Organization of Cancer Specialists in US Physician Practices and Health Systems

J Clin Oncol. 2023 Sep 10;41(26):4226-4235. doi: 10.1200/JCO.23.00626. Epub 2023 Jun 28.


Purpose: To describe the supply of cancer specialists, the organization of cancer care within versus outside of health systems, and the distance to multispecialty cancer centers.

Methods: Using the 2018 Health Systems and Provider Database from the National Bureau of Economic Research and 2018 Medicare data, we identified 46,341 unique physicians providing cancer care. We stratified physicians by discipline (adult/pediatric medical oncologists, radiation oncologists, surgical/gynecologic oncologists, other surgeons performing cancer surgeries, or palliative care physicians), system type (National Cancer Institute [NCI] Cancer Center system, non-NCI academic system, nonacademic system, or nonsystem/independent practice), practice size, and composition (single disciplinary oncology, multidisciplinary oncology, or multispecialty). We computed the density of cancer specialists by county and calculated distances to the nearest NCI Cancer Center.

Results: More than half of all cancer specialists (57.8%) practiced in health systems, but 55.0% of cancer-related visits occurred in independent practices. Most system-based physicians were in large practices with more than 100 physicians, while those in independent practices were in smaller practices. Practices in NCI Cancer Center systems (95.2%), non-NCI academic systems (95.0%), and nonacademic systems (94.3%) were primarily multispecialty, while fewer independent practices (44.8%) were. Cancer specialist density was sparse in many rural areas, where the median travel distance to an NCI Cancer Center was 98.7 miles. Distances to NCI Cancer Centers were shorter for individuals living in high-income areas than in low-income areas, even for individuals in suburban and urban areas.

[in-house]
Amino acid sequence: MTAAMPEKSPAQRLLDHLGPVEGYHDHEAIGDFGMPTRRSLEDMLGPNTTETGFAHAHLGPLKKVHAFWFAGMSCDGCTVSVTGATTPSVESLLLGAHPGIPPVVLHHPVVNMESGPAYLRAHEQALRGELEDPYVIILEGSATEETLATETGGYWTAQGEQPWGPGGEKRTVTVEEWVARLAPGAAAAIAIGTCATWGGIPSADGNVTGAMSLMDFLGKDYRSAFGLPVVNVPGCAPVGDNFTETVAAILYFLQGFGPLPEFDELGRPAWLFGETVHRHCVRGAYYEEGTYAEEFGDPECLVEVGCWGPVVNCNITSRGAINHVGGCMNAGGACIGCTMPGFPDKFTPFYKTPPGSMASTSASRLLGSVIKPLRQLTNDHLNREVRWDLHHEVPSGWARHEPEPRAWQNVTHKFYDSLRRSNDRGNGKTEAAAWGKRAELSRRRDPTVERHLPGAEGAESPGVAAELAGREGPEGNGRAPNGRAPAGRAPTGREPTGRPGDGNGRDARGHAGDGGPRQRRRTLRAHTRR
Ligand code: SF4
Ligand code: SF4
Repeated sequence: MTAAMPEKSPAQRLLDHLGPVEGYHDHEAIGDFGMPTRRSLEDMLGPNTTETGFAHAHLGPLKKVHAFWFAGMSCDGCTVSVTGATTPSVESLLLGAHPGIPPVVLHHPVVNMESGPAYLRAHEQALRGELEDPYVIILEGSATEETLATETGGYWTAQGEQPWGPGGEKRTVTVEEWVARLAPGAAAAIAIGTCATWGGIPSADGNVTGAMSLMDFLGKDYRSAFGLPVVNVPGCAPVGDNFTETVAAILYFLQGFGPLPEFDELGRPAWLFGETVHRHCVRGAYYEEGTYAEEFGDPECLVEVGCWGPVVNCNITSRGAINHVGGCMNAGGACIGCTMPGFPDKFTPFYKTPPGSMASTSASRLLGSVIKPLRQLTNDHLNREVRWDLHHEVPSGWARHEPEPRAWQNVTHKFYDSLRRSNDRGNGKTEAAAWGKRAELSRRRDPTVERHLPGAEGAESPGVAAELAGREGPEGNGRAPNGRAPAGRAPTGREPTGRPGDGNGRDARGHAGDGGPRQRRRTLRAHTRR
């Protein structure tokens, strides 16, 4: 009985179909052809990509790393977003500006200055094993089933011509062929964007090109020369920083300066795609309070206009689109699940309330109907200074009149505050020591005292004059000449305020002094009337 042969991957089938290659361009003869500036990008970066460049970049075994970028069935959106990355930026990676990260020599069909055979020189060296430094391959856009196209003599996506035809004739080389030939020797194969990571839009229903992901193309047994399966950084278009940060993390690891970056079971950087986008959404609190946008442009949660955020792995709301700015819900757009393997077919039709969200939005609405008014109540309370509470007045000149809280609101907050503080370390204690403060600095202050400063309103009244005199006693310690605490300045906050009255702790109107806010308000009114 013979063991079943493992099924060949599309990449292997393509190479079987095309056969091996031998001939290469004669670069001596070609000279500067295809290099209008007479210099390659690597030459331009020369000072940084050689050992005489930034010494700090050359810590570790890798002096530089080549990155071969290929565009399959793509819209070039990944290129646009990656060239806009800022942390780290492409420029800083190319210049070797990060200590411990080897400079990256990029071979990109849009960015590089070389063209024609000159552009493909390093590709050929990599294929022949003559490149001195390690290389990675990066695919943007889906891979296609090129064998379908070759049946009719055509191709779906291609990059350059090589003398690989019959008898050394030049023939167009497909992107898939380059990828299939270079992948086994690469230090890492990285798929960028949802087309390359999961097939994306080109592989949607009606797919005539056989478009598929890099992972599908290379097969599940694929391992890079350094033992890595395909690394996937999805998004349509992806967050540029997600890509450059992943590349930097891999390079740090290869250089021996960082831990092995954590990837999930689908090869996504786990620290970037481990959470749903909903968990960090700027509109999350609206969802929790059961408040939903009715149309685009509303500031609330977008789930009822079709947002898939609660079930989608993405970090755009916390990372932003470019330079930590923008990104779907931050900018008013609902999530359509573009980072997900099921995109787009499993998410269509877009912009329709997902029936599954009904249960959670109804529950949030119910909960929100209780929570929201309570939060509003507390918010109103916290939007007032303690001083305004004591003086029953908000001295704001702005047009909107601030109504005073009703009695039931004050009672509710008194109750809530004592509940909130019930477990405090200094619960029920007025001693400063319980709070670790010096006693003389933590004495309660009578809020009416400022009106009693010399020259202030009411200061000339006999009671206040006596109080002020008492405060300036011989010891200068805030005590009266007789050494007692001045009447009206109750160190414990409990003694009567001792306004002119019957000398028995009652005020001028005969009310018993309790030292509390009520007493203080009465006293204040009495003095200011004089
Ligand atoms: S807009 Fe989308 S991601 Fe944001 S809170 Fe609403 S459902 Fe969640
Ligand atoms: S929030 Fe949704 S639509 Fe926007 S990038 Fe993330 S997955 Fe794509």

Conclusion: Although many cancer specialists practiced in multispecialty health systems, many also worked in smaller-sized independent practices where most patients were treated. Access to cancer specialists and cancer centers was limited in many areas, particularly in rural and low-income areas.

Publication types

  • Research Support, U.S. Gov't, P.H.S.
  • Research Support, N.I.H., Extramural

MeSH terms

  • Adult
  • Aged
  • Child
  • Female
  • Health Services Accessibility
  • Humans
  • Medical Oncology
  • Medicare
  • Neoplasms* / therapy
  • Physicians*
  • United States